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January 25, 2013 7:02 pm
When Michael Bloomberg unveiled his plan to ban sales of big sugary drinks last spring, he was ready for a fight. New York’s billionaire mayor had been here before, stubbing out cigarettes in public places and forcing restaurants such as McDonald’s to display calorie counts on their menus. Big Soda was next.
Last year New York embarked on an anti-soft drink marketing campaign, with shocking subway advertisements showing obese amputees alongside diagrams displaying growing drink sizes.
“I just spent roughly $600m of my own money to try to stop the scourge of tobacco,” Mr Bloomberg scoffed when asked if he feared the well-funded industry’s onslaught. “I’m looking for another cause.”
The $75bn industry has launched its response. This week beverage lobbyists took on New York health officials in court to block Mr Bloomberg’s ban on sales of supersized sugary beverages. Outside the courtroom, Coca-Cola, the world’s largest beverage company, was facing a growing backlash against a new advertising campaign intended to portray itself as a combatant in the war against obesity.
Around the time of Mr Bloomberg’s proposal, executives from Coca-Cola gathered at their Atlanta headquarters to plan a counter-attack. Pressure over a ballooning obesity epidemic was intensifying and proposals to levy taxes on soft drinks were bubbling up across the US. Coke decided to respond head-on.
This month Coke ran two-minute ads on national television. Against a background of slim people sipping Coke and healthy youngsters exercising, a narrator offers a simple summary of the obesity crisis: all calories are created equal. “If you eat and drink more calories than you burn off, then you’ll gain weight,” the ad says as a young woman jogs across the screen.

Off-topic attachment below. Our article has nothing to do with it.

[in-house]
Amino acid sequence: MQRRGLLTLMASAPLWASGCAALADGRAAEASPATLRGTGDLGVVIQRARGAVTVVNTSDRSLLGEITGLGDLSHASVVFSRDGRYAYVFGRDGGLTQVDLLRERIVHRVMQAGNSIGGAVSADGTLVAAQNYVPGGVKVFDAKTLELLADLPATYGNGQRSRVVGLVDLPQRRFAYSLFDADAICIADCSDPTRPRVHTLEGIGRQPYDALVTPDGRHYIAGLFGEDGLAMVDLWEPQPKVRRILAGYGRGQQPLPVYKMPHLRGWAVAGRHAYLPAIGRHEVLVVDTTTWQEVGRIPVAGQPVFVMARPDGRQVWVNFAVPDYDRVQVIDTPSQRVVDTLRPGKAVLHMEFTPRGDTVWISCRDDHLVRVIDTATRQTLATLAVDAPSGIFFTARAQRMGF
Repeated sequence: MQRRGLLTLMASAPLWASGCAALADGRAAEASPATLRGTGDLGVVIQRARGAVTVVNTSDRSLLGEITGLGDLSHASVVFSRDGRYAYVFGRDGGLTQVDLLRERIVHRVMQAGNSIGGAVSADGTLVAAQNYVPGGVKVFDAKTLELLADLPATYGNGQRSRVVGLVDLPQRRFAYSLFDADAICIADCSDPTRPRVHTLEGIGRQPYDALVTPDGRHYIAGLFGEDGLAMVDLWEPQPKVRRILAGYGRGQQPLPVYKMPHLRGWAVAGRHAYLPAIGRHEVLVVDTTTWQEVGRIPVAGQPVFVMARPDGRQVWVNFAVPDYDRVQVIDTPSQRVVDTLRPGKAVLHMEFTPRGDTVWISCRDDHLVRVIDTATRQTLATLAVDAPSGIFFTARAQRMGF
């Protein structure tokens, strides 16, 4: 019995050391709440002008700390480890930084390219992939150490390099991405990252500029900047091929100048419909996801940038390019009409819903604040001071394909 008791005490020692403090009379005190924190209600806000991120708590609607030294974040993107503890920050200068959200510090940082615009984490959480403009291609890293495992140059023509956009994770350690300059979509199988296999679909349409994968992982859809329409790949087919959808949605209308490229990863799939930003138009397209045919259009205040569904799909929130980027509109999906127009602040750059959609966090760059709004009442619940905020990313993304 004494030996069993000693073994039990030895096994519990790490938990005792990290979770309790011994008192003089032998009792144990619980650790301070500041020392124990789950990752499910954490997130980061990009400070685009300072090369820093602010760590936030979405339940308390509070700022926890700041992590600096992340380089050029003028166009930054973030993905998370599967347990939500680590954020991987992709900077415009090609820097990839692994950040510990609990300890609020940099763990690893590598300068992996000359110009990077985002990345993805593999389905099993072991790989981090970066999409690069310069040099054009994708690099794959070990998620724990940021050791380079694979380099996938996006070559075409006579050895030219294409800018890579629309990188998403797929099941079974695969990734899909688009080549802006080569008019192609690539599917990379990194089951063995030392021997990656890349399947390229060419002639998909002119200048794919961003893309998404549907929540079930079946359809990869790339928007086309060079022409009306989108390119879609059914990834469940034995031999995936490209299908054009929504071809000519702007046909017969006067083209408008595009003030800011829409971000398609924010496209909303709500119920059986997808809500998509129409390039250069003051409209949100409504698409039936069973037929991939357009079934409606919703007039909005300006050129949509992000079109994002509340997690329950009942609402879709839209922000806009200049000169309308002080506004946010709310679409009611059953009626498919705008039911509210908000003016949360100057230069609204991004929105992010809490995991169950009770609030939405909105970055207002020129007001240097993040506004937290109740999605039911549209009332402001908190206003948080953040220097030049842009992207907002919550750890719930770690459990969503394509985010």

The widely viewed ad quickly drew scorn. Hundreds of people berated Coke on YouTube, and public health advocates cried hypocrisy. Many wondered why Coke had not included any of the millions of obese Americans in the ad. “The idea that Coca-Cola is a force against obesity is ludicrous,” says Marion Nestle, a public health professor at New York University. “They sell liquid candy at a time when the last thing people need are calories with no nutrients attached.”
Such a backlash is uncommon for Coke, a company whose marketing machine dreamt up slogans including “things go better with Coke” and “the real thing”. (Coke says it welcomes negative reactions in the spirit of fostering dialogue.) The criticism, however, demonstrates the perilous balancing act food and beverage companies face when they address obesity.
“There’s a very important conversation going on about obesity and we want to be part of that,” says Stuart Kronauge, Coke’s head of sparkling beverages in North America.
Losing a grip on the conversation would be especially costly at a time when soft-drink sales have declined steadily as consumers shift to teas, juices and water.
The beverage industry has been investing to create tastier recipes with fewer calories and has diversified to produce healthier fare. But the experience of PepsiCo, Coke’s leading rival, proves that this can also be fraught with challenges. Indra Nooyi, Pepsi’s chief executive, made a big push in the direction of healthier “good for you” food and drinks when she took the top job in 2006. The company invested in products such as oatmeal and dairy but was scolded by investors and Wall Street analysts for ignoring its colas. Last year Ms Nooyi ramped up advertising behind Pepsi.
The food industry has largely focused on self-regulation in an effort to avoid attention from policy makers. McDonald’s began offering apples and milk in its “Happy Meals” for children and Burger King launched a “better for you” menu with salads, wraps and fruit smoothies. However, some companies are serving healthier food in the US while exporting more artery-clogging items – such as the hot dog stuffed-crust pizza that Pizza Hut sells in the UK – overseas.
The beverage industry feels that the range of unhealthy options, as well as declining demand for soft drinks, are important reasons why it should not be singled out with regards to obesity. Susan Neely, president of the American Beverage Association, showed participants at an industry conference last month a chart with falling soft-drink sales and rising obesity rates as evidence that other junk foods, along with a lack of exercise, were to blame for expanding waistlines.